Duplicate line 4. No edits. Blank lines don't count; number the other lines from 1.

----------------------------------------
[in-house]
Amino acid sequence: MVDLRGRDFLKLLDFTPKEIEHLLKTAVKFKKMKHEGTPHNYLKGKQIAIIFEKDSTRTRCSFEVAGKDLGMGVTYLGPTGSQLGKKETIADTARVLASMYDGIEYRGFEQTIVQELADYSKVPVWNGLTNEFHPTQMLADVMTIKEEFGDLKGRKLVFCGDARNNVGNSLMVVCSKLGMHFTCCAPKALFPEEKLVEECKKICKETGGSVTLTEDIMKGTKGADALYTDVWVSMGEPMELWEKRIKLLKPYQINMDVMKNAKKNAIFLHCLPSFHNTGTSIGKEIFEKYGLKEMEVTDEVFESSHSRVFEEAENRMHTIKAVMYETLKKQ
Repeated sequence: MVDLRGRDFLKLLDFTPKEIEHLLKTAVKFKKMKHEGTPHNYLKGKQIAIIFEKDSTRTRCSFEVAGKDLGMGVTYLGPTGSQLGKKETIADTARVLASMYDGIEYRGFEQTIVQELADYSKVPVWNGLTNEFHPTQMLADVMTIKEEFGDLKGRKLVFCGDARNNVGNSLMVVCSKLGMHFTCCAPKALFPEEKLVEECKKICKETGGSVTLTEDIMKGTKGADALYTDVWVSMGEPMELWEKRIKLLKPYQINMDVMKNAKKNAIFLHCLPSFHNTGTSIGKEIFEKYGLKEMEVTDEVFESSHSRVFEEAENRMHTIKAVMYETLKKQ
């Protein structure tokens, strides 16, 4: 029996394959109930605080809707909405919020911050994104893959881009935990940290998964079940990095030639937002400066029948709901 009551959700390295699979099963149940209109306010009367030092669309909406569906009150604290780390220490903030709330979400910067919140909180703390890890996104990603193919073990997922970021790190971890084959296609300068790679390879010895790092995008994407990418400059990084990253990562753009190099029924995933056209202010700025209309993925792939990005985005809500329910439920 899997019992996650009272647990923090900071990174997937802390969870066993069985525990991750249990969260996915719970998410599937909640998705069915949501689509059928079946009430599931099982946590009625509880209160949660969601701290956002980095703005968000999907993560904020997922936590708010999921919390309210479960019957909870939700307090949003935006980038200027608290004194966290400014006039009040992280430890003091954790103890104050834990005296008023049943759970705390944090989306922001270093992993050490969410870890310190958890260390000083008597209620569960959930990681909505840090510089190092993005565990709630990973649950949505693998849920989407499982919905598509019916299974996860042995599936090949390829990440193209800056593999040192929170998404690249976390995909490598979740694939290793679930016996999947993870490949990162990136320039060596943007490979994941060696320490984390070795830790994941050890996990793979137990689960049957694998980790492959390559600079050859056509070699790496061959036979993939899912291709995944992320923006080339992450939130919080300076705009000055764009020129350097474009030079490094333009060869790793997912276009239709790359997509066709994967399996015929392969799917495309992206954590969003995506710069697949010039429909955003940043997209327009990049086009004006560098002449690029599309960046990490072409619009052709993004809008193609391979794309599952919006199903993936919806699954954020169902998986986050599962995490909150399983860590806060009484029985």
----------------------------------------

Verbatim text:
């Protein structure tokens, strides 16, 4: 029996394959109930605080809707909405919020911050994104893959881009935990940290998964079940990095030639937002400066029948709901 009551959700390295699979099963149940209109306010009367030092669309909406569906009150604290780390220490903030709330979400910067919140909180703390890890996104990603193919073990997922970021790190971890084959296609300068790679390879010895790092995008994407990418400059990084990253990562753009190099029924995933056209202010700025209309993925792939990005985005809500329910439920 899997019992996650009272647990923090900071990174997937802390969870066993069985525990991750249990969260996915719970998410599937909640998705069915949501689509059928079946009430599931099982946590009625509880209160949660969601701290956002980095703005968000999907993560904020997922936590708010999921919390309210479960019957909870939700307090949003935006980038200027608290004194966290400014006039009040992280430890003091954790103890104050834990005296008023049943759970705390944090989306922001270093992993050490969410870890310190958890260390000083008597209620569960959930990681909505840090510089190092993005565990709630990973649950949505693998849920989407499982919905598509019916299974996860042995599936090949390829990440193209800056593999040192929170998404690249976390995909490598979740694939290793679930016996999947993870490949990162990136320039060596943007490979994941060696320490984390070795830790994941050890996990793979137990689960049957694998980790492959390559600079050859056509070699790496061959036979993939899912291709995944992320923006080339992450939130919080300076705009000055764009020129350097474009030079490094333009060869790793997912276009239709790359997509066709994967399996015929392969799917495309992206954590969003995506710069697949010039429909955003940043997209327009990049086009004006560098002449690029599309960046990490072409619009052709993004809008193609391979794309599952919006199903993936919806699954954020169902998986986050599962995490909150399983860590806060009484029985």